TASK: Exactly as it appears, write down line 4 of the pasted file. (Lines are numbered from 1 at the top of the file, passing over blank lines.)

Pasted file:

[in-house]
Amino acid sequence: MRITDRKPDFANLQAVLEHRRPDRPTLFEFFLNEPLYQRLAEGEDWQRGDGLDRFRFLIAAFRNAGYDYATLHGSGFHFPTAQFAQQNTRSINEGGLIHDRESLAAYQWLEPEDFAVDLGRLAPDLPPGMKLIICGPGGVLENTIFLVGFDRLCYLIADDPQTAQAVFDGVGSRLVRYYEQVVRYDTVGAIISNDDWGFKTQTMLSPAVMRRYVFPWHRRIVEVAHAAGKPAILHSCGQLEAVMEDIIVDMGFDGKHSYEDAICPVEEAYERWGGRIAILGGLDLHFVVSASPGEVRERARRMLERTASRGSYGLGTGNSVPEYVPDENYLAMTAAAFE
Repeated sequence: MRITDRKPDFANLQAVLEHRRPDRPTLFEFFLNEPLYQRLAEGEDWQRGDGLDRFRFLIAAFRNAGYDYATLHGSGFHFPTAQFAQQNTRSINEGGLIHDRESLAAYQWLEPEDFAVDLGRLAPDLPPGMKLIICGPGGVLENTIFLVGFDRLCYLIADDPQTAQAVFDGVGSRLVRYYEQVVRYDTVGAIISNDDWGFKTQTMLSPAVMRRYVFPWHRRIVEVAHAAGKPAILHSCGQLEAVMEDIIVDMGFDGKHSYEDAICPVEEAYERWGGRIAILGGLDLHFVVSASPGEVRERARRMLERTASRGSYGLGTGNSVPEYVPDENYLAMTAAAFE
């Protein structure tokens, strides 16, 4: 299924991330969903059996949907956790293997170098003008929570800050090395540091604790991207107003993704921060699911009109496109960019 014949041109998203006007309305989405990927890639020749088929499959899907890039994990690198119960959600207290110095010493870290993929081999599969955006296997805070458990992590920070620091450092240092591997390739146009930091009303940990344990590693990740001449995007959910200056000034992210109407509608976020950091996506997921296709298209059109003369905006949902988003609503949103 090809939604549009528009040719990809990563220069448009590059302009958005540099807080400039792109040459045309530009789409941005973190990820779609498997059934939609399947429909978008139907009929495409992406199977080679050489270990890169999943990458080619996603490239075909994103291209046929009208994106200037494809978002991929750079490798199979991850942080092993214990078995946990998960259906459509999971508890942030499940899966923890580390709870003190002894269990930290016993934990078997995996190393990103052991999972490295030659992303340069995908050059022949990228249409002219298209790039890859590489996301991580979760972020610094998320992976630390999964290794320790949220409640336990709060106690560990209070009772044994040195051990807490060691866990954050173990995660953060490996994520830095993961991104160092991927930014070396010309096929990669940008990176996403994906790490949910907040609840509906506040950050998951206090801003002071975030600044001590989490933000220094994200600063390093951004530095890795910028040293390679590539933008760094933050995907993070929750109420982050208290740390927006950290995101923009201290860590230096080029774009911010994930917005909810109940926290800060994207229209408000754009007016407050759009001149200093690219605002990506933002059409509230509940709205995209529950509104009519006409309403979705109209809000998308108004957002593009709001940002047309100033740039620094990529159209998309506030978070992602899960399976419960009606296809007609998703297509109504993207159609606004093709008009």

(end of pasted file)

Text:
């Protein structure tokens, strides 16, 4: 299924991330969903059996949907956790293997170098003008929570800050090395540091604790991207107003993704921060699911009109496109960019 014949041109998203006007309305989405990927890639020749088929499959899907890039994990690198119960959600207290110095010493870290993929081999599969955006296997805070458990992590920070620091450092240092591997390739146009930091009303940990344990590693990740001449995007959910200056000034992210109407509608976020950091996506997921296709298209059109003369905006949902988003609503949103 090809939604549009528009040719990809990563220069448009590059302009958005540099807080400039792109040459045309530009789409941005973190990820779609498997059934939609399947429909978008139907009929495409992406199977080679050489270990890169999943990458080619996603490239075909994103291209046929009208994106200037494809978002991929750079490798199979991850942080092993214990078995946990998960259906459509999971508890942030499940899966923890580390709870003190002894269990930290016993934990078997995996190393990103052991999972490295030659992303340069995908050059022949990228249409002219298209790039890859590489996301991580979760972020610094998320992976630390999964290794320790949220409640336990709060106690560990209070009772044994040195051990807490060691866990954050173990995660953060490996994520830095993961991104160092991927930014070396010309096929990669940008990176996403994906790490949910907040609840509906506040950050998951206090801003002071975030600044001590989490933000220094994200600063390093951004530095890795910028040293390679590539933008760094933050995907993070929750109420982050208290740390927006950290995101923009201290860590230096080029774009911010994930917005909810109940926290800060994207229209408000754009007016407050759009001149200093690219605002990506933002059409509230509940709205995209529950509104009519006409309403979705109209809000998308108004957002593009709001940002047309100033740039620094990529159209998309506030978070992602899960399976419960009606296809007609998703297509109504993207159609606004093709008009």